Mentions: In order to investigate the role of impaired insulin signalling in mitochondrial function we first generated a model of insulin resistance in cultured C2C12 myotubes, by treating cells chronically with insulin (100 nM) for up to 2 days. As shown in Figure 1, chronic insulin treatment decreased the expression of the insulin receptor, which was evident following 24 h of insulin treatment. Quantification of three to five independent experiments showed a reduction of 60% of insulin receptor protein after 24 h insulin exposure and up to 75–80% after 48 h in comparison with untreated cells (Figure 1B). Concomitantly, 48 h of insulin treatment reduced the subsequent insulin-stimulated phosphorylation of the serine/threonine kinase Akt (Figure 1A, lanes 11 and 12 in comparison with control cells, lanes 3 and 4, and Figure 1B). Activation of ERKs (p44/p42) following an acute insulin treatment was also reduced in cells chronically treated with insulin for 48 h (Figure 1B). Basal activation of ERK p44/p42 was also increased after insulin treatment of cells. However, basal activation of the stress kinases p38 MAPK or JNK was not different in the insulin-treated group in comparison with control non-treated cells. We observed no changes in the phosphorylation levels of p38 MAPK in the insulin-treated cells in comparison with control cells. These data suggest that 48 h of chronic insulin treatment causes insulin resistance by reducing signalling through PI3K/Akt and p44/p42 MAPK without affecting p38 or JNK activation.

Bottom Line: The expression of mitochondrial OXPHOS (oxidative phosphorylation) subunits or Mfn-2 (mitofusin 2) were not significantly altered in comparison with untreated cells, whereas expression of PGC-1α (peroxisome-proliferator-activated receptor γ co-activator-1α) and UCPs (uncoupling proteins) were reduced.In contrast, saturated fatty acid exposure caused insulin resistance, reducing PI3K (phosphoinositide 3-kinase) and ERK (extracellular-signal-regulated kinase) activation while increasing activation of stress kinases JNK (c-Jun N-terminal kinase) and p38.Palmitate-treated cells also showed a reduced glycolytic rate.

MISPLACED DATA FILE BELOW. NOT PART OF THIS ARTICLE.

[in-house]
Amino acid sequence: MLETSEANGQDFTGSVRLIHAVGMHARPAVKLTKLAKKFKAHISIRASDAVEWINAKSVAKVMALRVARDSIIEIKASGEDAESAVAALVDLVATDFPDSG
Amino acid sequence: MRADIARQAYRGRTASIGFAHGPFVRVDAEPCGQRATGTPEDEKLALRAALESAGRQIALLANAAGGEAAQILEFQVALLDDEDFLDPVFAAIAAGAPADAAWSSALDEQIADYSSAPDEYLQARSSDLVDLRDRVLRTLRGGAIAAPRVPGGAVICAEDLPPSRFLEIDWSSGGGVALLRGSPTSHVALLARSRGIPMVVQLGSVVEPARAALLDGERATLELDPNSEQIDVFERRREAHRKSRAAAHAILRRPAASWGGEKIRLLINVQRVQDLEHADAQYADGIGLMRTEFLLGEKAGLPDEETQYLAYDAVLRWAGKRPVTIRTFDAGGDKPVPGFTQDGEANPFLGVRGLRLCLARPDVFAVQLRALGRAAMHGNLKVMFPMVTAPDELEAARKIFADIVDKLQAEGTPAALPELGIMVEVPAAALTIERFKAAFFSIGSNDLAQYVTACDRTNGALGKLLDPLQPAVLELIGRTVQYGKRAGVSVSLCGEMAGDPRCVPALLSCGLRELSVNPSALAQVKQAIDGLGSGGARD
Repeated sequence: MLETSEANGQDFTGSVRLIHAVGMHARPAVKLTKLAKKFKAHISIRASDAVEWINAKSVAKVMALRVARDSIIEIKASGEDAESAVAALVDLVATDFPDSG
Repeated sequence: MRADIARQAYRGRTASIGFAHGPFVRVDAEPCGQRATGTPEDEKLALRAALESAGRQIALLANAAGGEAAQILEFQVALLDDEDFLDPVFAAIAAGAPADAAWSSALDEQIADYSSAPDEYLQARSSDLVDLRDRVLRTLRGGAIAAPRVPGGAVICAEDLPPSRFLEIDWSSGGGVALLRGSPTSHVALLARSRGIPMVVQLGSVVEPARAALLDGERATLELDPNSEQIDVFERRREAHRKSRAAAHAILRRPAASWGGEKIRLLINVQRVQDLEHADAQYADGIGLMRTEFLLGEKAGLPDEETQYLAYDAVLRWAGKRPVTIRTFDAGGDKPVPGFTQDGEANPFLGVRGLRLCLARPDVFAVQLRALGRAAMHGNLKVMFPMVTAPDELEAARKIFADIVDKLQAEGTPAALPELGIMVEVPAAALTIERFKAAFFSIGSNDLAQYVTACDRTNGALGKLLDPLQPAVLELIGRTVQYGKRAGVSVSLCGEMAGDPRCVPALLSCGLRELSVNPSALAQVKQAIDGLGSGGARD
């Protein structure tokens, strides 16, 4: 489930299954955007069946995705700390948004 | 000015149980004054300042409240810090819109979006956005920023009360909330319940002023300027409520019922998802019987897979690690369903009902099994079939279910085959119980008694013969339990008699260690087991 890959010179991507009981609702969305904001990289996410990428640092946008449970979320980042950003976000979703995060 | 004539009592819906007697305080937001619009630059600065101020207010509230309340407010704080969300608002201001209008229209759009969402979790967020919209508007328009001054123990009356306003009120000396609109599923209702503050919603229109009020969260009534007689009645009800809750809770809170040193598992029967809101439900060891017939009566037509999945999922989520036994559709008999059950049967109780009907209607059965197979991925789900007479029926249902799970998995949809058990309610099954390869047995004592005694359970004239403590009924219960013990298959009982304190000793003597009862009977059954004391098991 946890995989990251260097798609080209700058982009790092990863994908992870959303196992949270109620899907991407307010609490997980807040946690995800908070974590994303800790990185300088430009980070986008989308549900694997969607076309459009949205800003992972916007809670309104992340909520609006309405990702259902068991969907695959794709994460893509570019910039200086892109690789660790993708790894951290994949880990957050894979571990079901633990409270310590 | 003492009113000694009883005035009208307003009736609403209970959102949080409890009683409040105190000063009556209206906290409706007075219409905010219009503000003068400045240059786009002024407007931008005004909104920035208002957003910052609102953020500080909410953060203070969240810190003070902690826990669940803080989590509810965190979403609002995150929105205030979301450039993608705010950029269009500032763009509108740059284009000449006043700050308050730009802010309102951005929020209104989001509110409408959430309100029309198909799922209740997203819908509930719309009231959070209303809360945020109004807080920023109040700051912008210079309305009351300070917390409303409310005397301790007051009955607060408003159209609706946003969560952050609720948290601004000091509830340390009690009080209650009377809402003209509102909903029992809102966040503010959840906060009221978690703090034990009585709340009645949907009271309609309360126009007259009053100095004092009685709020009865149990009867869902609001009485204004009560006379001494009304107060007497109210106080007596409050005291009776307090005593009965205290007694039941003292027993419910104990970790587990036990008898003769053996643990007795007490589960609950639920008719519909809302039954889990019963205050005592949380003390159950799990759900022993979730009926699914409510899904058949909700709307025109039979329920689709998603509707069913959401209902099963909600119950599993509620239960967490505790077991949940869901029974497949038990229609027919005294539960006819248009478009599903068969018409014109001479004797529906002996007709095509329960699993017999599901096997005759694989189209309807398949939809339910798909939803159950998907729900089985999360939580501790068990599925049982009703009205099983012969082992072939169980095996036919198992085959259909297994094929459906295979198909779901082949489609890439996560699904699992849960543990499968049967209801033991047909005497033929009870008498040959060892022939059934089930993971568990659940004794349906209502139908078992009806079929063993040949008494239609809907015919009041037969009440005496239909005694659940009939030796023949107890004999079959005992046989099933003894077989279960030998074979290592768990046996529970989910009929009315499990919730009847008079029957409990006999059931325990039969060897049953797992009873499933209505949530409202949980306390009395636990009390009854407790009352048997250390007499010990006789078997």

View Article: PubMed Central - PubMed

Affiliation: Department of Cellular and Molecular Physiology, Institute of Translational Medicine, University of Liverpool, Liverpool, U.K.

ABSTRACT
Mitochondrial dysfunction has been associated with insulin resistance, obesity and diabetes. Hyperinsulinaemia and hyperlipidaemia are hallmarks of the insulin-resistant state. We sought to determine the contributions of high insulin and saturated fatty acid exposure to mitochondrial function and biogenesis in cultured myocytes. Differentiated C2C12 myotubes were left untreated or exposed to chronic high insulin or high palmitate. Mitochondrial function was determined assessing: oxygen consumption, mitochondrial membrane potential, ATP content and ROS (reactive oxygen species) production. We also determined the expression of several mitochondrial genes. Chronic insulin treatment of myotubes caused insulin resistance with reduced PI3K (phosphoinositide 3-kinase) and ERK (extracellular-signal-regulated kinase) signalling. Insulin treatment increased oxygen consumption but reduced mitochondrial membrane potential and ROS production. ATP cellular levels were maintained through an increased glycolytic rate. The expression of mitochondrial OXPHOS (oxidative phosphorylation) subunits or Mfn-2 (mitofusin 2) were not significantly altered in comparison with untreated cells, whereas expression of PGC-1α (peroxisome-proliferator-activated receptor γ co-activator-1α) and UCPs (uncoupling proteins) were reduced. In contrast, saturated fatty acid exposure caused insulin resistance, reducing PI3K (phosphoinositide 3-kinase) and ERK (extracellular-signal-regulated kinase) activation while increasing activation of stress kinases JNK (c-Jun N-terminal kinase) and p38. Fatty acids reduced oxygen consumption and mitochondrial membrane potential while up-regulating the expression of mitochondrial ETC (electron chain complex) protein subunits and UCP proteins. Mfn-2 expression was not modified by palmitate. Palmitate-treated cells also showed a reduced glycolytic rate. Taken together, our findings indicate that chronic insulin and fatty acid-induced insulin resistance differentially affect mitochondrial function. In both conditions, cells were able to maintain ATP levels despite the loss of membrane potential; however, different protein expression suggests different adaptation mechanisms.

Show MeSH
Related in: MedlinePlus